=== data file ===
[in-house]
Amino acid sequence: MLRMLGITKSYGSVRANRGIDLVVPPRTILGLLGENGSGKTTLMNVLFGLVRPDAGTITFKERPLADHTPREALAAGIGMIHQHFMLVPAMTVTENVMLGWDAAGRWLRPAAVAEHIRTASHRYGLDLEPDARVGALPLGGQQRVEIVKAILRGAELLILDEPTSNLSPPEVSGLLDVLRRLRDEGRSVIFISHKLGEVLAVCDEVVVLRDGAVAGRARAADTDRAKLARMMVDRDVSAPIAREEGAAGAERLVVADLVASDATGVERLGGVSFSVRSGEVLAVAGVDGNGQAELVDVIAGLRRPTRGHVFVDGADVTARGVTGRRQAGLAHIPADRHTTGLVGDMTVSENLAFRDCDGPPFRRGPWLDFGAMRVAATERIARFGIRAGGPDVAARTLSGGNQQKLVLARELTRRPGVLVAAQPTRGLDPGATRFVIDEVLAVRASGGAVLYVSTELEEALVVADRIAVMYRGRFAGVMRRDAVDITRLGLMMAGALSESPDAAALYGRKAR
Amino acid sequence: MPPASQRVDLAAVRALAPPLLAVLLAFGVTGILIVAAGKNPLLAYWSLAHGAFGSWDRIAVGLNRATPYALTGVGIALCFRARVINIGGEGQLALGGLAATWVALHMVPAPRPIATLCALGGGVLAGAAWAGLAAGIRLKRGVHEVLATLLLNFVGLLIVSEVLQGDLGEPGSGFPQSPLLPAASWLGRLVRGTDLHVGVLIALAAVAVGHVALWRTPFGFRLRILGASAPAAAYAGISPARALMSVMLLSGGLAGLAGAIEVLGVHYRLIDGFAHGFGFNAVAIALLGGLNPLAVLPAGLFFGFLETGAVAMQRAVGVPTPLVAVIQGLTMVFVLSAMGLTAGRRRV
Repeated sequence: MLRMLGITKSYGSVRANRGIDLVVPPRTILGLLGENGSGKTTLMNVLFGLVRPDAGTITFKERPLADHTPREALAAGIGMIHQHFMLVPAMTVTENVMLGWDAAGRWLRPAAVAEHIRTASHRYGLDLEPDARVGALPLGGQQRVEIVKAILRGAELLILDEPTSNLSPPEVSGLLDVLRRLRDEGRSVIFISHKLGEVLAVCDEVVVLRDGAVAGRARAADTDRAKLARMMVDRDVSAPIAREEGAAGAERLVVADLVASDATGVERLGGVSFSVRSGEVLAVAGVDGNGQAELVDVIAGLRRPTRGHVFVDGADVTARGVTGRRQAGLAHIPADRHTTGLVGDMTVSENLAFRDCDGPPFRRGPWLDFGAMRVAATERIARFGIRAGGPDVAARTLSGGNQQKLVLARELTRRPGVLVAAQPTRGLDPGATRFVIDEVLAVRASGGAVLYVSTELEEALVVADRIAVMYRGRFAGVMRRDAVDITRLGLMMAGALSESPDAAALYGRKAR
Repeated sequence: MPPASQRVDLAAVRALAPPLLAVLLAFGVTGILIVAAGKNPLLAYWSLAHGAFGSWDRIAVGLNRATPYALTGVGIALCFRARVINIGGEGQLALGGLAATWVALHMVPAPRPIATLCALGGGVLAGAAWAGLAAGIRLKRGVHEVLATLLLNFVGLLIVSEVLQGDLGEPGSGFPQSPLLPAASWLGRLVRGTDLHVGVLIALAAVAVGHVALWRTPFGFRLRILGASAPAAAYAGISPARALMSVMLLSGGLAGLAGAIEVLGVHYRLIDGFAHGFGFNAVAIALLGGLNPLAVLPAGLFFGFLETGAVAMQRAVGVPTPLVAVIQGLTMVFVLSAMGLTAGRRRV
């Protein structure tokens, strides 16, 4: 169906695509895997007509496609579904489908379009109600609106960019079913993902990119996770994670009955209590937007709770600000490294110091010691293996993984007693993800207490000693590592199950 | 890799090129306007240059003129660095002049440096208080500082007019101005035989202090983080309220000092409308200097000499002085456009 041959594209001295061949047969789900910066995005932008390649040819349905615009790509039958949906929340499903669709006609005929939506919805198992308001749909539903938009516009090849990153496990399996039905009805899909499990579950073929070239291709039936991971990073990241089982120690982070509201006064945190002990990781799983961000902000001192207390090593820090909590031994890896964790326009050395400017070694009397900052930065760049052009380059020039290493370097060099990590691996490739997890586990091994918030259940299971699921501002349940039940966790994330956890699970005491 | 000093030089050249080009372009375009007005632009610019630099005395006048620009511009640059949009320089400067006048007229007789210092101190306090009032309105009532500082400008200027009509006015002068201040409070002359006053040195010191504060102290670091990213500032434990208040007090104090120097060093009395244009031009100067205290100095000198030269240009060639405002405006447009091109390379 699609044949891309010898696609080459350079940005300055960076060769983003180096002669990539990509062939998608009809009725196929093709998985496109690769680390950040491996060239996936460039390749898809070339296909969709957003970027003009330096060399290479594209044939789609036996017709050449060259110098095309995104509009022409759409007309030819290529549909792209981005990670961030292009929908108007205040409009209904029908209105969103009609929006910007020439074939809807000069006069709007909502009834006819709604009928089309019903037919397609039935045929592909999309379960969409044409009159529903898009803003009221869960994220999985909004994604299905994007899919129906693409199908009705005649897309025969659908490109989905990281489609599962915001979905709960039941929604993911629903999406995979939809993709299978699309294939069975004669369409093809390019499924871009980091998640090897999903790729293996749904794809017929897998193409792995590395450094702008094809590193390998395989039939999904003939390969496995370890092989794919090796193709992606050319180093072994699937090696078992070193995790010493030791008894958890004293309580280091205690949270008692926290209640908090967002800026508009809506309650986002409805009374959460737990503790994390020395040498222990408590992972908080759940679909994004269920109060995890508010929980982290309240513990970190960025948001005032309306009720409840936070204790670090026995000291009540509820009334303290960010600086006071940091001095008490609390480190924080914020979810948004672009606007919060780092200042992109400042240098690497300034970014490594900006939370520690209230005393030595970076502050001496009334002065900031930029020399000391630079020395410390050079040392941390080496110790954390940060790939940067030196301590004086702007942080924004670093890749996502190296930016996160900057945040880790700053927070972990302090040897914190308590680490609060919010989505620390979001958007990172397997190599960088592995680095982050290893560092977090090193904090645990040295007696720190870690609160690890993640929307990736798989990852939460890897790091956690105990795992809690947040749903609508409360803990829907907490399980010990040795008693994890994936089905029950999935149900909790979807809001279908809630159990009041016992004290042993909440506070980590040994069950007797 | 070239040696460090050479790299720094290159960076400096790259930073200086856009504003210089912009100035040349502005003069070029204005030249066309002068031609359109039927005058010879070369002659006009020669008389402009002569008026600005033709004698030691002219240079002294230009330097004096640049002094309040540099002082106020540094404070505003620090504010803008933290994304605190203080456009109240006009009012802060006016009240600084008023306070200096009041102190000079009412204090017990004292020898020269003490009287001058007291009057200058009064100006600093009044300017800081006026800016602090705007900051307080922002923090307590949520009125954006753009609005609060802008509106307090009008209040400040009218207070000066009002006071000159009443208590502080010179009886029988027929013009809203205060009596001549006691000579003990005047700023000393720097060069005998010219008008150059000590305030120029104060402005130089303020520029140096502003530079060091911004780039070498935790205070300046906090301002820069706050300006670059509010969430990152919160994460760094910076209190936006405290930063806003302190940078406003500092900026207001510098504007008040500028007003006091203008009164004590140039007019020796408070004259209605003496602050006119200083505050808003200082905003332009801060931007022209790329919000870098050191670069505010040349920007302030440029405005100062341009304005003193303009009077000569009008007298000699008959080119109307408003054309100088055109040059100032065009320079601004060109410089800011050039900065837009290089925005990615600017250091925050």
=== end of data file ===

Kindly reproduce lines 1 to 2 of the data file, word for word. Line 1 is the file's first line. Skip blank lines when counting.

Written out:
[in-house]
Amino acid sequence: MLRMLGITKSYGSVRANRGIDLVVPPRTILGLLGENGSGKTTLMNVLFGLVRPDAGTITFKERPLADHTPREALAAGIGMIHQHFMLVPAMTVTENVMLGWDAAGRWLRPAAVAEHIRTASHRYGLDLEPDARVGALPLGGQQRVEIVKAILRGAELLILDEPTSNLSPPEVSGLLDVLRRLRDEGRSVIFISHKLGEVLAVCDEVVVLRDGAVAGRARAADTDRAKLARMMVDRDVSAPIAREEGAAGAERLVVADLVASDATGVERLGGVSFSVRSGEVLAVAGVDGNGQAELVDVIAGLRRPTRGHVFVDGADVTARGVTGRRQAGLAHIPADRHTTGLVGDMTVSENLAFRDCDGPPFRRGPWLDFGAMRVAATERIARFGIRAGGPDVAARTLSGGNQQKLVLARELTRRPGVLVAAQPTRGLDPGATRFVIDEVLAVRASGGAVLYVSTELEEALVVADRIAVMYRGRFAGVMRRDAVDITRLGLMMAGALSESPDAAALYGRKAR